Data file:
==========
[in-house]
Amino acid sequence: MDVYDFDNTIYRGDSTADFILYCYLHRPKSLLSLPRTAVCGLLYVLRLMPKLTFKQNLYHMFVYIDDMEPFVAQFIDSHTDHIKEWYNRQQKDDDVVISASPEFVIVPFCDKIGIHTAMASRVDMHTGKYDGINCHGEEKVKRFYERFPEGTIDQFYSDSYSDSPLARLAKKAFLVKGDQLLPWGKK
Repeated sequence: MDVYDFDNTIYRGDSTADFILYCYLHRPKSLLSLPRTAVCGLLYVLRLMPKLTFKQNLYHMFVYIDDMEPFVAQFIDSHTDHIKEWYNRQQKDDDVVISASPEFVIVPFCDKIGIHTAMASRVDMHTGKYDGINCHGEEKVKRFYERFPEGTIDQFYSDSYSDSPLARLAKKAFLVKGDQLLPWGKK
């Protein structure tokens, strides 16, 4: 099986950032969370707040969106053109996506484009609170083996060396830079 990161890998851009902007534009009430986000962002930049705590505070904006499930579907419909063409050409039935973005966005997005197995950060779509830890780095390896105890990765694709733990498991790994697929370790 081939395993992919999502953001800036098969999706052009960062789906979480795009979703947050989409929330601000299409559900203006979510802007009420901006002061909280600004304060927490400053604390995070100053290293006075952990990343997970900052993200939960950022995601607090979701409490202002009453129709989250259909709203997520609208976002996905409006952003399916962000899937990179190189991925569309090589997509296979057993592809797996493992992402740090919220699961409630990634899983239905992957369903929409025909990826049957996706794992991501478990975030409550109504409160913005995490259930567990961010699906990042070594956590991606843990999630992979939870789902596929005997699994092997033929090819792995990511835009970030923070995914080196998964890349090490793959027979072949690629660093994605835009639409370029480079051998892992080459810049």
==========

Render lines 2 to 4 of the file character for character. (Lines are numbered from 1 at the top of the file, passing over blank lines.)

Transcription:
Amino acid sequence: MDVYDFDNTIYRGDSTADFILYCYLHRPKSLLSLPRTAVCGLLYVLRLMPKLTFKQNLYHMFVYIDDMEPFVAQFIDSHTDHIKEWYNRQQKDDDVVISASPEFVIVPFCDKIGIHTAMASRVDMHTGKYDGINCHGEEKVKRFYERFPEGTIDQFYSDSYSDSPLARLAKKAFLVKGDQLLPWGKK
Repeated sequence: MDVYDFDNTIYRGDSTADFILYCYLHRPKSLLSLPRTAVCGLLYVLRLMPKLTFKQNLYHMFVYIDDMEPFVAQFIDSHTDHIKEWYNRQQKDDDVVISASPEFVIVPFCDKIGIHTAMASRVDMHTGKYDGINCHGEEKVKRFYERFPEGTIDQFYSDSYSDSPLARLAKKAFLVKGDQLLPWGKK
């Protein structure tokens, strides 16, 4: 099986950032969370707040969106053109996506484009609170083996060396830079 990161890998851009902007534009009430986000962002930049705590505070904006499930579907419909063409050409039935973005966005997005197995950060779509830890780095390896105890990765694709733990498991790994697929370790 081939395993992919999502953001800036098969999706052009960062789906979480795009979703947050989409929330601000299409559900203006979510802007009420901006002061909280600004304060927490400053604390995070100053290293006075952990990343997970900052993200939960950022995601607090979701409490202002009453129709989250259909709203997520609208976002996905409006952003399916962000899937990179190189991925569309090589997509296979057993592809797996493992992402740090919220699961409630990634899983239905992957369903929409025909990826049957996706794992991501478990975030409550109504409160913005995490259930567990961010699906990042070594956590991606843990999630992979939870789902596929005997699994092997033929090819792995990511835009970030923070995914080196998964890349090490793959027979072949690629660093994605835009639409370029480079051998892992080459810049």